Thoughts on the Royal Wedding

Well, they’ve finally gone and done it. HRH The Prince of Wales has taken Camilla Parker-Bowles, now HRH The Princess of Wales (and that’s what I’ll call her until she becomes Queen Consort because that’s what she is. Regardless of how I or anyone else may feel about it, you can’t stop a title from devolving from a husband to a wife in the British consitution. The royal family tried when Edward VIII abdicated and became the Duke of Windsor. Oh, how they insisted that Wallis Simpson was not, could not be the Duchess of Windsor. But she was. And though she may want to be called Duchess of Cornwall and then Princess Consort, Camilla became Her Royal Highness The Princess of Wales and Countess of Chester, Duchess of Cornwall, Duchess of Rothesay, Countess of Carrick, Baroness of Renfrew, Lady of the Isles, and Princess of Scotland the microsecond she said ‘I do.’ And the microsecond the Imperial State Crown hits Charles’ head, she shall become Her Majesty The Queen. There is no constitutional provision denying the wife of a King Regnant the title and dignity of Queen Consort nor for creating a Princess Consort. One would take an Act of Parliament and the other would take a whole flurry of Letters Patent after said Act of Parliament. Both Albert (Queen Victoria’s husband) and Philip (Lizzy II’s husband) had to be specially created Prince Consort because no other dignity devolved to either of them when their wives were crowned Queens Regnant. It’s sexist, and it probably should be changed, but it’s the way it is. Long live Queen Camilla. Wow that was a long parenthesis.)

And after reviewing the press coverage and accounts of the proceedings and the resplendent photo galleries, I think this is going to be a turning point for the Royal Family. In the pictures following the church blessing, you can see the Queen, Prince Philip, The Princess Royal, The Duke of York, The Earl & Countess of Wessex, Princes William and Harry, Zara & Peter Phillips, and the Parker Bowles children simply milling about. There was no strict protocol enforced, there was no stiff formality evident in the celebratory mood. And for once, possibly the first time, the Royal Family is shown as a real family. Imperfect, with its black sheep, but a family nonetheless. And for all the PR efforts they’ve made over the years, this loosely controlled event was the most compelling to me. Without really trying, they became real to me, and probably, to much of the British public. Even the royal family isn’t perfect….full of adulturers, commoners, a crazy old aunt or two, and the like. And they acknowledge it within themselves and to the public. But nevertheless they managed to be happy. Just like a real family. Somehow existing and finding joy in life even though the veil and mystery of the monarchy has been pierced and their god-like status forgotten. And that’ll do more for their standing in the UK than publicity and charity and OBE events ever will, I think.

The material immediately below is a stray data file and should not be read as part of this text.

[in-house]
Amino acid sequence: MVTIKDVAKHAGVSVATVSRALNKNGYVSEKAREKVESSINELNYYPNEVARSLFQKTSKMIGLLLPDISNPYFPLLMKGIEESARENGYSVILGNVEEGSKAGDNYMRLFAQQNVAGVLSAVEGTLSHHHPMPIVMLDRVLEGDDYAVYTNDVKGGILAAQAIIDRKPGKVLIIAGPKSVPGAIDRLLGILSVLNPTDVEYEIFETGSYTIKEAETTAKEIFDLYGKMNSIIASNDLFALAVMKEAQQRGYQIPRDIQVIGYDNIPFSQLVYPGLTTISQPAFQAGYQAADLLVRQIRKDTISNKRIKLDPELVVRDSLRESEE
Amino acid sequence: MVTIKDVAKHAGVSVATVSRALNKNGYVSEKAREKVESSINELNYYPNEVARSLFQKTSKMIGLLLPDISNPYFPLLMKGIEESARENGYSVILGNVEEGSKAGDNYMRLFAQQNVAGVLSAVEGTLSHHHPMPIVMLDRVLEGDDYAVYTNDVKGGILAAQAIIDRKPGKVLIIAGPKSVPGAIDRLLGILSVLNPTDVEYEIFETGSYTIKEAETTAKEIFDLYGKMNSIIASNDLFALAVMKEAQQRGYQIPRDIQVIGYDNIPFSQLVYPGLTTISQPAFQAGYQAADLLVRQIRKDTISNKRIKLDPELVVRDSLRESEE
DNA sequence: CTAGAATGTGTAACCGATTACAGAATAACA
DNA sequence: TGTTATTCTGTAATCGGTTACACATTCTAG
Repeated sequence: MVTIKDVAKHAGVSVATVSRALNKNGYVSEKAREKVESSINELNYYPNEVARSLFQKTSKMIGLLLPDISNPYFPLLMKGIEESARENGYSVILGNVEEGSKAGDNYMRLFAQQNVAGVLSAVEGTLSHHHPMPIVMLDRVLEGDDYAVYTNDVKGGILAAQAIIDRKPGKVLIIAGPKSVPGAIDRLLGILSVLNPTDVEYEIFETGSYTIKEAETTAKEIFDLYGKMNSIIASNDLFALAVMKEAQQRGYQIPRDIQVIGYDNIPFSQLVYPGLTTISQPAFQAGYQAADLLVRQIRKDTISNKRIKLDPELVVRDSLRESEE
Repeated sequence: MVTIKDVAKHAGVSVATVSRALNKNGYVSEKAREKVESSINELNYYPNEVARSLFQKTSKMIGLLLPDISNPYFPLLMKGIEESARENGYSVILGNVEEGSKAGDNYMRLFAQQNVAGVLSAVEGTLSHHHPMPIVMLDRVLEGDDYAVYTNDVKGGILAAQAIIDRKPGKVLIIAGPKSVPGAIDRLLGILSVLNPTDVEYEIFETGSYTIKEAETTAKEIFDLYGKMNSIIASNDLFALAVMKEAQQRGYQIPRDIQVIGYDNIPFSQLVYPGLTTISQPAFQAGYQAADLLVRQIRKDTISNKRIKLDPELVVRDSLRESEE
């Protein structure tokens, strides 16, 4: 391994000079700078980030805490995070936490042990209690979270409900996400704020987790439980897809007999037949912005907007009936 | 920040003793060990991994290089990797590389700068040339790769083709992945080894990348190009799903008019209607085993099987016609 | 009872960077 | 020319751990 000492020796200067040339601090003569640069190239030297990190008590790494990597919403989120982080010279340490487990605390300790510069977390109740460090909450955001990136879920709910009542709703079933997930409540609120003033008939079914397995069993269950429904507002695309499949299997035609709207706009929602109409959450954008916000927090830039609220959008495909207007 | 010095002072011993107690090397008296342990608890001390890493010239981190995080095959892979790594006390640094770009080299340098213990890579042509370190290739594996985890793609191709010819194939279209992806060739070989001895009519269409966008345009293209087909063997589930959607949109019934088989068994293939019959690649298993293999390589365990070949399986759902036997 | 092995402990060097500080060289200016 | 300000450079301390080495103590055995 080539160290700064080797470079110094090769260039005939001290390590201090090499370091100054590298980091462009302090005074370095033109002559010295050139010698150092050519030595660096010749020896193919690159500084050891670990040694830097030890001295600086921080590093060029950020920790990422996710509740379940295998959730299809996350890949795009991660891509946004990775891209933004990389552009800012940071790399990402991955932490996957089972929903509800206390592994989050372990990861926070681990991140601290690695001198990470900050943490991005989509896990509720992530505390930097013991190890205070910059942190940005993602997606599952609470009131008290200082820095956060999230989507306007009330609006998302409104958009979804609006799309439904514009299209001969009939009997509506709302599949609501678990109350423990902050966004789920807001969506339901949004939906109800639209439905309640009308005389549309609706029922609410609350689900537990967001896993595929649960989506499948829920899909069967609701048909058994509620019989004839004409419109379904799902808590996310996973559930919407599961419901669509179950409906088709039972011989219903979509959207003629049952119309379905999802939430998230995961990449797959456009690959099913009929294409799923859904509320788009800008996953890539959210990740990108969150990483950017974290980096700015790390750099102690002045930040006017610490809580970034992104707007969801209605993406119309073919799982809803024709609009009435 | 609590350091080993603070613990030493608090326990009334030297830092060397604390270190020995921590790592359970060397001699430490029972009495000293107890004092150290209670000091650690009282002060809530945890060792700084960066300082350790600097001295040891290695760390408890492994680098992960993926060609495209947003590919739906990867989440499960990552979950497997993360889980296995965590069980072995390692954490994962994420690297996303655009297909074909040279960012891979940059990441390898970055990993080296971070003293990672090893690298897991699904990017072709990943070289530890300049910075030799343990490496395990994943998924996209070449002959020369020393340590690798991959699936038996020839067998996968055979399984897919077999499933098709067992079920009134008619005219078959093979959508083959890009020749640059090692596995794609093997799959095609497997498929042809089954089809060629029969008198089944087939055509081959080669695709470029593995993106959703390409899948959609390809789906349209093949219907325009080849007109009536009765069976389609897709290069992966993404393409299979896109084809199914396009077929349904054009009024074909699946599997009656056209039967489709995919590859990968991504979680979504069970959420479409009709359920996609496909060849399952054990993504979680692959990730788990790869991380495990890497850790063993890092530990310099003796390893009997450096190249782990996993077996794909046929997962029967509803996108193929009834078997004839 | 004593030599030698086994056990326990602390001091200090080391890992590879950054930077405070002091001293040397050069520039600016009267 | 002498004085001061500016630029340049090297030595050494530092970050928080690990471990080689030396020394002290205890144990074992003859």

Even the normally anti-monarchy Guardian feels the tide of change. (And I say anti-monarchy only in the most general, subversive of senses. In the UK, advocating the abolition of the monarchy is still legally treason and grounds for having a whole host of unpleasant things done to you, the least of which is life imprisonment.) So, good luck to the Waleses. May you be judged in the future by what you do now, not by your asinine bumbles of the past.

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